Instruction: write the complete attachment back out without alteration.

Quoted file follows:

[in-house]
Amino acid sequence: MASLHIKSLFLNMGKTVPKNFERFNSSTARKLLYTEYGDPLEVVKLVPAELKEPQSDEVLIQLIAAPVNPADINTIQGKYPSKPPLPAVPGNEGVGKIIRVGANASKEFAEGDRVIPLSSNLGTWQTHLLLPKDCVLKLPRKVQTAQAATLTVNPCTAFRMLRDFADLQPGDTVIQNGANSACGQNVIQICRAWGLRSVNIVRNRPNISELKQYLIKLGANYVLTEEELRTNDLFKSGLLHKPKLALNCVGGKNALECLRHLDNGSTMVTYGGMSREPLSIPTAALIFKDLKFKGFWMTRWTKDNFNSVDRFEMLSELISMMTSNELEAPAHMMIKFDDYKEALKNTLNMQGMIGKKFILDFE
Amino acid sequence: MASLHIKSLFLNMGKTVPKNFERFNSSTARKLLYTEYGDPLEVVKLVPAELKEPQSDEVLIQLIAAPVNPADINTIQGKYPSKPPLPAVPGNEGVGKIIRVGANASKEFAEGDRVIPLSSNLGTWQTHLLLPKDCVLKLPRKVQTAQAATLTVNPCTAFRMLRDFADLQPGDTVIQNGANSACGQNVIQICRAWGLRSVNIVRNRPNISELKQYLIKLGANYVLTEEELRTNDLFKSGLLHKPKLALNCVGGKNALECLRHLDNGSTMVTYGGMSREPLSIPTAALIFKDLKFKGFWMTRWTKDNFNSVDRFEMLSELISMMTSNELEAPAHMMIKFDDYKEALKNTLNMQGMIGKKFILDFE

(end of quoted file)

[in-house]
Amino acid sequence: MASLHIKSLFLNMGKTVPKNFERFNSSTARKLLYTEYGDPLEVVKLVPAELKEPQSDEVLIQLIAAPVNPADINTIQGKYPSKPPLPAVPGNEGVGKIIRVGANASKEFAEGDRVIPLSSNLGTWQTHLLLPKDCVLKLPRKVQTAQAATLTVNPCTAFRMLRDFADLQPGDTVIQNGANSACGQNVIQICRAWGLRSVNIVRNRPNISELKQYLIKLGANYVLTEEELRTNDLFKSGLLHKPKLALNCVGGKNALECLRHLDNGSTMVTYGGMSREPLSIPTAALIFKDLKFKGFWMTRWTKDNFNSVDRFEMLSELISMMTSNELEAPAHMMIKFDDYKEALKNTLNMQGMIGKKFILDFE
Amino acid sequence: MASLHIKSLFLNMGKTVPKNFERFNSSTARKLLYTEYGDPLEVVKLVPAELKEPQSDEVLIQLIAAPVNPADINTIQGKYPSKPPLPAVPGNEGVGKIIRVGANASKEFAEGDRVIPLSSNLGTWQTHLLLPKDCVLKLPRKVQTAQAATLTVNPCTAFRMLRDFADLQPGDTVIQNGANSACGQNVIQICRAWGLRSVNIVRNRPNISELKQYLIKLGANYVLTEEELRTNDLFKSGLLHKPKLALNCVGGKNALECLRHLDNGSTMVTYGGMSREPLSIPTAALIFKDLKFKGFWMTRWTKDNFNSVDRFEMLSELISMMTSNELEAPAHMMIKFDDYKEALKNTLNMQGMIGKKFILDFE